The heart of Government attacked
The heart of Government Attacked – a few quick thoughts
by Philip Ingram MBE
3rd October 2019, whilst the Prime Minister is being quizzed on his latest Brexit proposals a few hundred meters away, a bright and chilly day in central London and a red Dennis Fire Engine comes to a gentle halt outside HM Treasury on Horse Guards Road in Westminster. There are armed police throughout the wider area, security staff on the door.
Next we see protesters unfurl a hose from the fire engine and climb on top of it pointing it at the entrance to the Treasury Building with the security staff no doubt wondering what was going on. A banner is unfurled on the side of the fire engine, stating “Stop Funding Climate Change” and then the vehicles pump is started an a red coloured liquid is sprayed towards the front entrance of the Treasury Building, some staining the sand stone façade before the hose popped from its nozzle and snaked around the back of the appliance, out of control, pumping 1800 litres of water with red dye all over the road, pavement and passers-by.
As this was happening, people continued to loiter not far from the entrance of the treasury building, there was no sign of a coordinated reaction, no sign of ‘Run, Hide, Tell’ from anyone. The police were not on the scene, there was no evidence of any reaction, bar bemusement, never mind a well-rehearsed security protocol anywhere. The press reaction is equally one of bemusement at a snaking hose rather than this being a successful attack.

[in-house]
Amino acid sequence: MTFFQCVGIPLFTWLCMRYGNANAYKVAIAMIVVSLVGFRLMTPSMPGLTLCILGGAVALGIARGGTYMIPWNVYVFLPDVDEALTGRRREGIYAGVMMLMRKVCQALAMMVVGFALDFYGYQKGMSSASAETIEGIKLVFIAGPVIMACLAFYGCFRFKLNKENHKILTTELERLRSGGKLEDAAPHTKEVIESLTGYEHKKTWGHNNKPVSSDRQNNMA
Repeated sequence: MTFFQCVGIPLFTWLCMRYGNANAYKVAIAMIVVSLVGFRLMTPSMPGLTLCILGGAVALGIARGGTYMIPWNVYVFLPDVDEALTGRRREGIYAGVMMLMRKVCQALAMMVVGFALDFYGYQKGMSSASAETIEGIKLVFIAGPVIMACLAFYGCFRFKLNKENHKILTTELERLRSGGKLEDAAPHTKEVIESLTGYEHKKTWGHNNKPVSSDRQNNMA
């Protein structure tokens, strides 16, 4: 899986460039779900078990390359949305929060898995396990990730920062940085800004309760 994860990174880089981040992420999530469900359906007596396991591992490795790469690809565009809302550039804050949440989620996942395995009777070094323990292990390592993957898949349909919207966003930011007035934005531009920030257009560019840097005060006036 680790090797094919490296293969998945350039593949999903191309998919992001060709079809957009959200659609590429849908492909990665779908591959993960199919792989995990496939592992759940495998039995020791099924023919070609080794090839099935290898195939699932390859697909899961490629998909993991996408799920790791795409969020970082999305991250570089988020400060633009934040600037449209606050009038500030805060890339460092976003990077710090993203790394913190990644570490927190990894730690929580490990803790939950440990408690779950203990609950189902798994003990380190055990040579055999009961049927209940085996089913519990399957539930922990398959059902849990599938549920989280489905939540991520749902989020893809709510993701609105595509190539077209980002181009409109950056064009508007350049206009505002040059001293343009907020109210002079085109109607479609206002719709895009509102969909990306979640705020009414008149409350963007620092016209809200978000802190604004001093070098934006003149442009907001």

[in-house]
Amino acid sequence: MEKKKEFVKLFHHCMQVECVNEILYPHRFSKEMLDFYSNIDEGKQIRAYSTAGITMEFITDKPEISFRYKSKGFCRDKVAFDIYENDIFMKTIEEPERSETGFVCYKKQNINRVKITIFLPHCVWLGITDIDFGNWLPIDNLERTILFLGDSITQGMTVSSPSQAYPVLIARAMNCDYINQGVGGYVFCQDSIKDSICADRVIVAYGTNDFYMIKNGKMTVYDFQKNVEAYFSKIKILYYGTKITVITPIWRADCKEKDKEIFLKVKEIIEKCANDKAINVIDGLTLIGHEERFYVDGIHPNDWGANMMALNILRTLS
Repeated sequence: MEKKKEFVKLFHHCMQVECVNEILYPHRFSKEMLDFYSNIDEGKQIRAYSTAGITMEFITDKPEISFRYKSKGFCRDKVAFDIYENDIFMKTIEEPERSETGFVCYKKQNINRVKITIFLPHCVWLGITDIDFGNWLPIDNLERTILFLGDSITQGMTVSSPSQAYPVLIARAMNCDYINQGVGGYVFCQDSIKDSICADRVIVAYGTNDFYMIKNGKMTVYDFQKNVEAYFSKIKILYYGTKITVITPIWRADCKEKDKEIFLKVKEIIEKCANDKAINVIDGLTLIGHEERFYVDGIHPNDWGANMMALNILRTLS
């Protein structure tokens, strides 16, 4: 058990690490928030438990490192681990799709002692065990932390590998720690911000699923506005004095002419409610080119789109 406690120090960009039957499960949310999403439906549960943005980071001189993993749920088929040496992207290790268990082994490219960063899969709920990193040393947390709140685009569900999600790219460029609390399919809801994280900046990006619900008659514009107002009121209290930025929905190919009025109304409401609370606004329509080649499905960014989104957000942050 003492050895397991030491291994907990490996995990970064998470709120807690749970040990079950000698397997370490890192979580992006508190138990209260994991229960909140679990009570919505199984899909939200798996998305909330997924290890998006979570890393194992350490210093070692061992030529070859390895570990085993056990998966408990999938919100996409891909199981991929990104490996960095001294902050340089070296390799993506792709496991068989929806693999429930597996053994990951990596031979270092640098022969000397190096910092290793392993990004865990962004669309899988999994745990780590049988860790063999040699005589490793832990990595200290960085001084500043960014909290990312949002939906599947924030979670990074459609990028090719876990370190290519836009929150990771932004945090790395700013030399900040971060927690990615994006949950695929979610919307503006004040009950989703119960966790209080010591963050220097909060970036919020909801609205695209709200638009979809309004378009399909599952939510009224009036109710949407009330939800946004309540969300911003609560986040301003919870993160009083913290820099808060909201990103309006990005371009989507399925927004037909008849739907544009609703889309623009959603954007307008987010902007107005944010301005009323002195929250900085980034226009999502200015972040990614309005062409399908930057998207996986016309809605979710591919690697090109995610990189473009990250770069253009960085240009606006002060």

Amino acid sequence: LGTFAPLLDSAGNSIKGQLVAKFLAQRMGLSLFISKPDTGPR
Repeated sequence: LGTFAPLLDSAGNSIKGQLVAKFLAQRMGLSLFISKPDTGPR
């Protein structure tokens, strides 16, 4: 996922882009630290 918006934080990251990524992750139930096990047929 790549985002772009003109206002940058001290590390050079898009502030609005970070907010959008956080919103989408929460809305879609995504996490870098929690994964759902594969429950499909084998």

This has to be one of the most worrying, highly visible attacks on our critical national infrastructure, the heart of government, the focus for economic stability in a tumultuous period, that has largely gone without any reaction or comment of substance. Is it right to say, “oh its ok its only those daft Extinction Rebellion types?” “It was only harmless red dyed water?” The harmless nature of the liquid was only known after the fact.
The total Metropolitan Police response was in two messages on Twitter as seen in the picture below:
The ‘Privately Owned’ fire engine could have been carrying so much more. It looks like its livery acted as a perfect disguise to get a vehicle capable of carrying a massive load into the heart of Government. 1800 litres of water would could have been replaced with 1800kg of explosives. The 1800 litres could have been some other harmful liquid, it could have been contaminated water, contaminated with dangerous or deadly chemicals.
This incident throws up so many questions. Did the door staff at the entrance to the Treasury building initiate a protocol commensurate with a possible hostile attack? Why were the doors open and a security guards head pops out before it being gently shut? Why was the building not immediately locked down until the threat could be ascertained? Where was the police response 50+m from the back of Downing Street and a few hundred metres from the Palace of Westminster? How did a vehicle with hostile intent get so close to a critical government building unchallenged? What are the lessons being pulled out of this and how will procedures change? And so many more.
If anything, we have to thank the @XRebellionUK team for highlighting a very real security loophole which I have no doubt will have been noticed by those with desires for a much more deadly intent. The whole reaction seems to have missed the potential for what could have been and smacks of complacency. Complacency never leads to a good outcome. Let’s hope those with more malicious intent don’t infiltrate the planned @XRebellionUK climate protests as it would seem an easy route given the reaction to this incident.